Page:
Automated cattle mustering project close to commercialisation

19 Dec 2012

 

This prototype Remote Livestock Management System installed on Brunchilly station in the NT, comprises walk-over-weighing unit and auto-drafterAN Australian technology company says it is close to commercialising the world’s first fully-automated system for mustering and managing cattle in extensive production areas.

Alice Springs-based Precision Pastoral Pty Ltd has developed the Remote Livestock Management System (RLMS), which it claims in a press release issued this morning can save beef producers $68 a head in annual cattle operational costs and help them ensure their businesses have a strong economic future.

The Australian Government has announced it will provide a $350,000 grant to help Precision Pastoral to develop, demonstrate and take its automated management system to the Australian and world markets.

“We’re talking about a technology with potential to revolutionise the way livestock are managed across the world’s arid and semi-arid rangelands,” Mark Ashley, acting managing director of Ninti One Pty Ltd, said in the release, issued by the CRC for Remote Economic Participation.

“It introduces to beef producers the same sort of precision available to dairy and beef farmers on smaller, more intensive properties – enabling them to muster, weigh, monitor, draft and hold cattle run on large-scale extensive operations for market over large distances,” he said.

“It saves time, money, labour and capital by using smart remote technology. It can potentially transform the economics and sustainability of extensive grazing in Australia – but also in places like the grasslands of Asia, the Americas and Africa.”

The RLMS is a combination of hardware and software that uses telemetry to identify, weigh and draft individual animals when they drink from a watering point, explained Tim Driver, the chief executive of Precision Pastoral Pty Ltd, which manufactures the Remote Livestock Management System.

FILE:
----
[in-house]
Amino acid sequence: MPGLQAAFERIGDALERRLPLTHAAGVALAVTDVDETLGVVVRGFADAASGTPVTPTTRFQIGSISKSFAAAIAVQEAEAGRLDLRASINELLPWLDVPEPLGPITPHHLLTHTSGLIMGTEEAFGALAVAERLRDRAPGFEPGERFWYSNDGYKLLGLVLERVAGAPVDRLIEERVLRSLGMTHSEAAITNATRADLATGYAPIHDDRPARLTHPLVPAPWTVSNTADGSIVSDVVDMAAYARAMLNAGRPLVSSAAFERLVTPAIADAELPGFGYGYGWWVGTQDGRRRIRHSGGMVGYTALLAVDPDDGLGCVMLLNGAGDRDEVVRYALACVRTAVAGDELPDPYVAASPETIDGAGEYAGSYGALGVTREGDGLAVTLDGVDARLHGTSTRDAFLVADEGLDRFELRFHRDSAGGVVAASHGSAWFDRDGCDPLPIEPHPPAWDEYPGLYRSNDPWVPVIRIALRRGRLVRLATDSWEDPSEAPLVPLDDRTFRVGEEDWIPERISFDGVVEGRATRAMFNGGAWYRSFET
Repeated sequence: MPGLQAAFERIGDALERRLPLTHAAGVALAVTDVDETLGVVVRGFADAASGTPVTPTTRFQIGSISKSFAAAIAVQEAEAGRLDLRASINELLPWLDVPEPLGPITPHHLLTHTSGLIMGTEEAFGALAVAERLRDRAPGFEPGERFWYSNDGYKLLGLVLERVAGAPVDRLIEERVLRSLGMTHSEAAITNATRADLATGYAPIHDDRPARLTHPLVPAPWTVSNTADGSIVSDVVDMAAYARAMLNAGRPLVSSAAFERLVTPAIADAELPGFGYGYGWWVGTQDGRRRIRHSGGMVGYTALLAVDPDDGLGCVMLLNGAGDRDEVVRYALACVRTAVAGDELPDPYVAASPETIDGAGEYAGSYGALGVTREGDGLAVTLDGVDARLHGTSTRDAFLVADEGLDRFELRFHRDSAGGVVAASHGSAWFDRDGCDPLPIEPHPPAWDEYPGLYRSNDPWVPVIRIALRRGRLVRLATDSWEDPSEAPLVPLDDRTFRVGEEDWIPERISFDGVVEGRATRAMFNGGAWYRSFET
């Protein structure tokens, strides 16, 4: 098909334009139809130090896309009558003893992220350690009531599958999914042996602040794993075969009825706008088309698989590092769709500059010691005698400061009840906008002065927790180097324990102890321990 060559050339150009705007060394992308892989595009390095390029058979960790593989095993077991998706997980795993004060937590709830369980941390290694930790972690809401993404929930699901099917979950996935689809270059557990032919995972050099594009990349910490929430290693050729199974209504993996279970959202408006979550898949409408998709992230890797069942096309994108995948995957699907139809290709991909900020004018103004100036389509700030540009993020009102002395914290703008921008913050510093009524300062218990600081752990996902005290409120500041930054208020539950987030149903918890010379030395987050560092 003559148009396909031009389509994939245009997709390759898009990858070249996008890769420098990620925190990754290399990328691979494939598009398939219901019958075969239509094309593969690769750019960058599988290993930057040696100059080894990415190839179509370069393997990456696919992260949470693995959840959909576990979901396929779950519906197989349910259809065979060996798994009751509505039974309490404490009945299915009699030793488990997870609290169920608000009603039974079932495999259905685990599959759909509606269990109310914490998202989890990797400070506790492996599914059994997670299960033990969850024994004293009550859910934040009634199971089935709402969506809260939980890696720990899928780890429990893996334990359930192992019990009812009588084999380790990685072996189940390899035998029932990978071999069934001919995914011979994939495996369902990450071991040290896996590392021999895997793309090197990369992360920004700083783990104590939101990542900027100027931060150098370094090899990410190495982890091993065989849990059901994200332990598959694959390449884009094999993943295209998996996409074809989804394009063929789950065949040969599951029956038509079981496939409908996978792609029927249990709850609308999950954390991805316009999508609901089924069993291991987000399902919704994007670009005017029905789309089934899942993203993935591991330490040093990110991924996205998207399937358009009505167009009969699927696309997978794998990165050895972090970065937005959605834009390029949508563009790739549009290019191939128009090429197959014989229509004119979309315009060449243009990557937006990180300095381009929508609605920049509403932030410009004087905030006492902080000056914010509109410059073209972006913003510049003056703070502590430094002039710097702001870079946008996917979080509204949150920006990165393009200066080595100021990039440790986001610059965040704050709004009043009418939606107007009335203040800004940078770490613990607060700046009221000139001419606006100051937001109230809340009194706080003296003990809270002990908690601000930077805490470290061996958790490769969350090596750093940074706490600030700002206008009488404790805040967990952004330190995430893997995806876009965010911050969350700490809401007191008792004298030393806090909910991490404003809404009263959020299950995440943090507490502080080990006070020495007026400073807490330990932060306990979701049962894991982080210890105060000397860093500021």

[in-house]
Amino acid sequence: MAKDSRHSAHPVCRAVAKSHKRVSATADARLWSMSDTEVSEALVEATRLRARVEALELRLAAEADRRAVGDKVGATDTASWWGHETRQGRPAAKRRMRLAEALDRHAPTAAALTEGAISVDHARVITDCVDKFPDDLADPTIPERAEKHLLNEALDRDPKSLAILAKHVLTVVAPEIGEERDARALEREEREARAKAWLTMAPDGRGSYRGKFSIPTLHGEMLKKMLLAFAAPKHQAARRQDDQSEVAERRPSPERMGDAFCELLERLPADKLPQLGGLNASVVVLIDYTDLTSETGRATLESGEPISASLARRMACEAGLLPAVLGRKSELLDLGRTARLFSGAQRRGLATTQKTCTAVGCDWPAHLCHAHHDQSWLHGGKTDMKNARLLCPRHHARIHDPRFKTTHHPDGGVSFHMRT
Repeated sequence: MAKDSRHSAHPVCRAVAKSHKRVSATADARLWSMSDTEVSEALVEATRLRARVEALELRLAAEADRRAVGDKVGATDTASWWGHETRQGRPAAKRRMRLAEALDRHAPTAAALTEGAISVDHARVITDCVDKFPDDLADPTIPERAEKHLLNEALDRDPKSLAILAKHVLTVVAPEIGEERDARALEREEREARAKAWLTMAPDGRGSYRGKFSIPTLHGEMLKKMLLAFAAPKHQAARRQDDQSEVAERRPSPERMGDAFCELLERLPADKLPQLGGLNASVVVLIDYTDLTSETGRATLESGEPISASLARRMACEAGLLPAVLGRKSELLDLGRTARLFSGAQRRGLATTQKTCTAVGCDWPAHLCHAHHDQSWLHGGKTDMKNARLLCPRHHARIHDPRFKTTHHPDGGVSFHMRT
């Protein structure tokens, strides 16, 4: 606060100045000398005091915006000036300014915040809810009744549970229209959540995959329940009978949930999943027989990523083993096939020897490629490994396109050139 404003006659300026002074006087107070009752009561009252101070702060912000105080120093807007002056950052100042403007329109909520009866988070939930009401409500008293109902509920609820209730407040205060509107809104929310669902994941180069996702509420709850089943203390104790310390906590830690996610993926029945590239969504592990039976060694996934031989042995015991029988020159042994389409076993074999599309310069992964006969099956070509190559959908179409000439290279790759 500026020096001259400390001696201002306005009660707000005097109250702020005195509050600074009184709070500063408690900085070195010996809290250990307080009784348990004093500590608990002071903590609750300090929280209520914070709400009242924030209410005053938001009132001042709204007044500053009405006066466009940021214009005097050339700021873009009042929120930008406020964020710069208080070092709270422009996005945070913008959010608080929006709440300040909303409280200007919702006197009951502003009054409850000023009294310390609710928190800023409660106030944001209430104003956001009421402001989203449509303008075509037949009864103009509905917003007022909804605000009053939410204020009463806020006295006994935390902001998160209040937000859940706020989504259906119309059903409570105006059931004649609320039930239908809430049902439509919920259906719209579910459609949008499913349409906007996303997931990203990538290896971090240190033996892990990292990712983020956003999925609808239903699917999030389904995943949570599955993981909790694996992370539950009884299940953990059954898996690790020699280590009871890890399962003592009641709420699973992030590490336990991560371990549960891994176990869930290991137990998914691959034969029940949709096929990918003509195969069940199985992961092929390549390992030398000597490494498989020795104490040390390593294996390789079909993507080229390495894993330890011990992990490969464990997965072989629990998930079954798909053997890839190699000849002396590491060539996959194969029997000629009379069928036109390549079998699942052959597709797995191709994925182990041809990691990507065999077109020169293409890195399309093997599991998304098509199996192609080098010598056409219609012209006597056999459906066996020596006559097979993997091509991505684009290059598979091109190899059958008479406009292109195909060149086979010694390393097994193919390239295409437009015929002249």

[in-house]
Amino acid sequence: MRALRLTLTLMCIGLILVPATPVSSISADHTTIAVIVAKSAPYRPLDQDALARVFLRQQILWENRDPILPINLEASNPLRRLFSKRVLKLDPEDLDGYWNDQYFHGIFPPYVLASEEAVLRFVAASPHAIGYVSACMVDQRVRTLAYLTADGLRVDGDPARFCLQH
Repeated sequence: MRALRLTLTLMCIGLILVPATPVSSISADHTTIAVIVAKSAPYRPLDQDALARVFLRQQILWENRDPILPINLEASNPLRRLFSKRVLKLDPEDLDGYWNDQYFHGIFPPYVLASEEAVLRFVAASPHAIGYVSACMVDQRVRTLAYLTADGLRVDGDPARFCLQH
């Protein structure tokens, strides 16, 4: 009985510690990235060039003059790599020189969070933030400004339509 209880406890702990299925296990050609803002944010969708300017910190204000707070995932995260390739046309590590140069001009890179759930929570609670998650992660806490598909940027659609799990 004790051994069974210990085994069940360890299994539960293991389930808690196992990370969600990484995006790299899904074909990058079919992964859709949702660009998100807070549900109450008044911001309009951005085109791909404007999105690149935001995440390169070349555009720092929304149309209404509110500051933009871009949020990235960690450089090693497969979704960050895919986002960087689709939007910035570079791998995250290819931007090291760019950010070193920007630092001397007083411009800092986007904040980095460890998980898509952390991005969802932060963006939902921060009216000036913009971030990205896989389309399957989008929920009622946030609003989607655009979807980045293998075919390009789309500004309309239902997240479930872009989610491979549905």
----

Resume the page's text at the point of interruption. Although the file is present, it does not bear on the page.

“Cattle are trained to present themselves to the RLMS for recording, then return to the paddock – unless they are ready for market, in which case a drafting gate sends them to a holding paddock to await collection by the stock transporter,” Mr Driver said.

The system uses solar power to run RFID tag readers, which recognise the unique electronic tag in each animal’s ear when it passes through a gateway. The animal is then automatically weighed and drafted.

“The whole process is overseen by sophisticated software that has been trialled in real-life conditions on Australian cattle stations over the past three years,” Mr Driver said.

“This enables producers to monitor individual cattle whenever they drink and carry out a range of management actions such as mustering, drafting, monitoring calving rates and fertility, controlling access to feed supplements, and tracking animal growth rates to determine optimum sale times.”

The current prototype RLMS is undergoing field trials and research projects with producers throughout remote Australia. Even in the harsh conditions, the system has achieved a 92 percent up-time and a 99pc drafting accuracy. In weight tracking tests, it recorded cattle weights with 97pc accuracy - arguably better humans could achieve, today’s release claimed.

“No other product on the market comes close to providing this level of integration and data analysis,” Mr Driver said.

Mr Ashley said the RLMS did more than help cattlemen to monitor and muster cattle ‘hands-off’ and save money.

“Potentially it is part of an even more sophisticated system that helps producers precisely match grazing pressure to the available pasture, as reported by satellite monitoring.”

“This can help reduce the massive worldwide problem of rangeland degradation by making grazing systems much more sustainable, retaining good cover of native grasses and vegetation – and also locking more carbon.

“Rangelands occupy 40 percent of the Earth’s land surface - they are the largest area of managed land on the planet, but so far humanity has not managed them that well.”

“Precision grazing systems will improve the management of both the rangelands and their animals – as well as preserving the pastoral livelihoods of millions of people. This represents a profound contribution by Australian science and technology to a more sustainable world.”

  • Precision Pastoral PL is an IP licensing joint venture company between Ninti One and CAWD Engineering Pty Ltd. The company has operated since 2009 to develop products and licensable IP for remote livestock management.
  • NintiOne Ltd was established by the Federal Government in 2003 to conduct research, training and research application in remote Australia. It also manages intellectual property from its research and administers the CRC for Remote Economic Participation.

 

 

 

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Home 23 Apr 2014